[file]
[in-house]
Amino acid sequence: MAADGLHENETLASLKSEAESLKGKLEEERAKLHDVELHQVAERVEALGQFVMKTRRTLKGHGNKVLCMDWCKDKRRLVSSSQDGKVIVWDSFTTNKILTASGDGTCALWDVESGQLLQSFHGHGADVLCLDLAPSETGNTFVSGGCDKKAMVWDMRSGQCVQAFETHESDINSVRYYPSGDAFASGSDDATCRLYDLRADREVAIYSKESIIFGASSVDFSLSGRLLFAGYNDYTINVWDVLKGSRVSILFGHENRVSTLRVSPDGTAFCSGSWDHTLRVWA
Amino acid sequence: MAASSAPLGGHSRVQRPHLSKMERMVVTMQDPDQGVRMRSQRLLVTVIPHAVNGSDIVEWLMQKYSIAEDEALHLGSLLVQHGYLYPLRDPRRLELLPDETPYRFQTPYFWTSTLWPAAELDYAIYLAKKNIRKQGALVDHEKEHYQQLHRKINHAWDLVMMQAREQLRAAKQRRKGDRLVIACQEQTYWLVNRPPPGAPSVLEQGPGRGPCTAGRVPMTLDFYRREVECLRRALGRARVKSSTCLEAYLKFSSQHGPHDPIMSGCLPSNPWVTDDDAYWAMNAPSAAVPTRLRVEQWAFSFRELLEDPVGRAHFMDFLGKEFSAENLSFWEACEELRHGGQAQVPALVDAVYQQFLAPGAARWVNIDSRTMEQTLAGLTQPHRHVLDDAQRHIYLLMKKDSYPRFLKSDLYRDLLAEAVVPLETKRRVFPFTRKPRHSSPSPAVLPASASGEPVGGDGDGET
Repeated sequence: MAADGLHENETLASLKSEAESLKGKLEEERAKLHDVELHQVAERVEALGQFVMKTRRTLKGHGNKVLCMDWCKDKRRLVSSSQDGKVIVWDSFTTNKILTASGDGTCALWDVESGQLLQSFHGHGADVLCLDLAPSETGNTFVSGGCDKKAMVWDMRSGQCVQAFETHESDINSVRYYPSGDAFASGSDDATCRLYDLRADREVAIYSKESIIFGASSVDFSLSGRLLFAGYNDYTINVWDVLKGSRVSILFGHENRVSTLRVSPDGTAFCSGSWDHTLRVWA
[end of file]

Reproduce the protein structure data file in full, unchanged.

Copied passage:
[in-house]
Amino acid sequence: MAADGLHENETLASLKSEAESLKGKLEEERAKLHDVELHQVAERVEALGQFVMKTRRTLKGHGNKVLCMDWCKDKRRLVSSSQDGKVIVWDSFTTNKILTASGDGTCALWDVESGQLLQSFHGHGADVLCLDLAPSETGNTFVSGGCDKKAMVWDMRSGQCVQAFETHESDINSVRYYPSGDAFASGSDDATCRLYDLRADREVAIYSKESIIFGASSVDFSLSGRLLFAGYNDYTINVWDVLKGSRVSILFGHENRVSTLRVSPDGTAFCSGSWDHTLRVWA
Amino acid sequence: MAASSAPLGGHSRVQRPHLSKMERMVVTMQDPDQGVRMRSQRLLVTVIPHAVNGSDIVEWLMQKYSIAEDEALHLGSLLVQHGYLYPLRDPRRLELLPDETPYRFQTPYFWTSTLWPAAELDYAIYLAKKNIRKQGALVDHEKEHYQQLHRKINHAWDLVMMQAREQLRAAKQRRKGDRLVIACQEQTYWLVNRPPPGAPSVLEQGPGRGPCTAGRVPMTLDFYRREVECLRRALGRARVKSSTCLEAYLKFSSQHGPHDPIMSGCLPSNPWVTDDDAYWAMNAPSAAVPTRLRVEQWAFSFRELLEDPVGRAHFMDFLGKEFSAENLSFWEACEELRHGGQAQVPALVDAVYQQFLAPGAARWVNIDSRTMEQTLAGLTQPHRHVLDDAQRHIYLLMKKDSYPRFLKSDLYRDLLAEAVVPLETKRRVFPFTRKPRHSSPSPAVLPASASGEPVGGDGDGET
Repeated sequence: MAADGLHENETLASLKSEAESLKGKLEEERAKLHDVELHQVAERVEALGQFVMKTRRTLKGHGNKVLCMDWCKDKRRLVSSSQDGKVIVWDSFTTNKILTASGDGTCALWDVESGQLLQSFHGHGADVLCLDLAPSETGNTFVSGGCDKKAMVWDMRSGQCVQAFETHESDINSVRYYPSGDAFASGSDDATCRLYDLRADREVAIYSKESIIFGASSVDFSLSGRLLFAGYNDYTINVWDVLKGSRVSILFGHENRVSTLRVSPDGTAFCSGSWDHTLRVWA